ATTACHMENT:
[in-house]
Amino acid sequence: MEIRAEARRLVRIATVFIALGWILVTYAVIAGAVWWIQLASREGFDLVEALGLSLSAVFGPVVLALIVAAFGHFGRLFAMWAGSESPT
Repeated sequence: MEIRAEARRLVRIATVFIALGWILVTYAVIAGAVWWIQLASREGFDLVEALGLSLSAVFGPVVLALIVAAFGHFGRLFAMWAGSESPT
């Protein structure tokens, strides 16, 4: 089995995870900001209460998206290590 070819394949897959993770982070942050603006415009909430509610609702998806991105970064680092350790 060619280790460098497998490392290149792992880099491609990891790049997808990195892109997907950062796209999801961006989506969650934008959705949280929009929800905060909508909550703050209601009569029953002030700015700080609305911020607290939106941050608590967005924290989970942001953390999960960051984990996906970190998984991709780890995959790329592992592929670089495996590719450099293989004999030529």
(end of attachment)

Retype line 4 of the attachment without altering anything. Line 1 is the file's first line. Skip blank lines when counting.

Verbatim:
């Protein structure tokens, strides 16, 4: 089995995870900001209460998206290590 070819394949897959993770982070942050603006415009909430509610609702998806991105970064680092350790 060619280790460098497998490392290149792992880099491609990891790049997808990195892109997907950062796209999801961006989506969650934008959705949280929009929800905060909508909550703050209601009569029953002030700015700080609305911020607290939106941050608590967005924290989970942001953390999960960051984990996906970190998984991709780890995959790329592992592929670089495996590719450099293989004999030529």